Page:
The G20 Summit recently held in Buenos Aires, Argentina, from November 30 toDecember 1 was the 13th meeting of the G20 and first ever to be hosted in South America.
The summit brought together the world's leading industrialised and emerging economies.
The G20 is made up of 19 countries and the European Union. The group works toward the promotion of international financial stability and, more generally, key issues as regards the global economy.
The members are Argentina, Australia, Brazil, Canada, China, France, Germany, India, Indonesia, Italy, Japan, Mexico, Russia, Saudi Arabia, South Africa, South Korea, Turkey, United Kingdom, United States and the European Union.
Countries invited as observers this year were Chile, Jamaica, Netherlands, Rwanda, Singapore and Spain.
Together, the G20 economies are said to account for about 90 percent of the Gross World Product (GWP), 80 percent of world trade and two thirds of the world 's population and an estimate of half of the world's land area.
Leaders of the Group declared that the G20 would replace the G8 as the main economic council of wealthy nations.
The three principal agenda for the Summit were the future of work, infrastructure for development and a sustainable food future.
These topics are key areas of interest for Africa. Sadly, the only member state from the continent is South Africa. Nigeria did not even make the guest list.
Previously, about 17 years ago, participation at the G20 summit was limited to finance ministers and central bank governors of member states, but that has changed and the heads of state and government are now the leaders of their country's delegations. That is a measure of how important the summit has become.
It is apparent that Nigeria was not considered worthy to be on the same boat as the listed nations.
This development is a worrisome one. For a country with the largest economy on the continent and prides itself as the giant of Africa to be left out of such a summit of such global importance speaks volumes about how the country has fallen off the pace in terms of the indices used to gauge human development.
It appears that while Nigeria is unarguably the most populous African nation by a distance, the country's level of industrial development has not been up to scratch. It has simply not been able to take advantage of its massive youthful population to drive productivity.
Despite declarations of intent, successive governments had failed to diversify its economy in order to engage productively and profitably with the rest of the world. instead they have run a mono product economy almost entirely dependent on crude oil receipts.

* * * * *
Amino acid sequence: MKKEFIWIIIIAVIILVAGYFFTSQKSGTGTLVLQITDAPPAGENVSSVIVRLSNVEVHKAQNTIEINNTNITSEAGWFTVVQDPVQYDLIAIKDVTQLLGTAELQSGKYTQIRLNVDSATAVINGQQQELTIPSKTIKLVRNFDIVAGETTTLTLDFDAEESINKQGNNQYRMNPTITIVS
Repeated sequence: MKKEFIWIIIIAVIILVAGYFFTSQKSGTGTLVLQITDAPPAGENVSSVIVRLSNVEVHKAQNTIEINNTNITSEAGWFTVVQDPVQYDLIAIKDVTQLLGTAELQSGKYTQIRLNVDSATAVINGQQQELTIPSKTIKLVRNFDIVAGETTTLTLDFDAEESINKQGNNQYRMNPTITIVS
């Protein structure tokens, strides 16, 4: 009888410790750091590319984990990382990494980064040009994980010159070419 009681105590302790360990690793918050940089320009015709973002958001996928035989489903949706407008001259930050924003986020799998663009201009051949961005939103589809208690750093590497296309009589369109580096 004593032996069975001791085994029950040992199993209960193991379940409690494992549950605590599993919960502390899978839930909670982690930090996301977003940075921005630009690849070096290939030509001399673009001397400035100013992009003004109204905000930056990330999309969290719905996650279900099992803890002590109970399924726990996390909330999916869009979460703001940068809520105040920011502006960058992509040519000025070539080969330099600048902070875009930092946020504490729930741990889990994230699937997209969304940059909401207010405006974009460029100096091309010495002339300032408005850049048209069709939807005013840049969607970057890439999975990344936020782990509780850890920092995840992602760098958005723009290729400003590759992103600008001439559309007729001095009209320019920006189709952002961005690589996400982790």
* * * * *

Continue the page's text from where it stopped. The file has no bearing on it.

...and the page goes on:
Rwanda deserved to make the guest list as the country has within a short period, even after the tragedy of the 1994 genocide that devastated the country, showed itself worthy to be tagged as one of the few industrialised nations in Africa.
Since 2003, its GDP, according to the CIA Factbook, rebounded with an annual average growth of six percent to eight percent. And 2015 saw 39 percent of the population living below poverty line according to government statistics when compared to 57 percent in 2006. The industrial production growth rate was at 4.2 percent in 2017 and unemployment rate at 2.7 percent in 2014, and the country continues to forge ahead.
Nigeria's statistics in various parameters of human capital development are not good stories to tell. From becoming the poverty capital of the world to being one of the three most terrorised nations, report after report place the country at the bottom of things in terms of socio-economic development.
For a country of 180 million people to have about two-thirds of its population living in extreme poverty despite possessing abundant human and natural resources calls for serious soul searching among its leaders, past and present.
The country's industrial production growth rate was said to be a miserly 2.2 percent in 2017, ranking 126th globally, and its unemployment rate of 16.5 percent in 2017 put Nigeria at 178th in the world.
It is our opinion that Nigeria cannot afford to head down the slopes while serious nations are seeking ways to shore up their already robust economies.
First, she has to shed itself of the dirty image as one of the most corrupt countries in the world. Investors and industrialists which the nation craves do not like to operate in such environment.
It is the reason nothing works in the country. It is the reason our refineries are not working. It is the reason Ajaokuta Steel has remained stillborn. It is the reason public services are stagnant. It is the reason the war against terror is dragging.
Nigeria needs not grieve over the G20 Summit snub, rather it should see it as a wake-up call to diversify its resource base if it wants to play among big boys of the world's economy.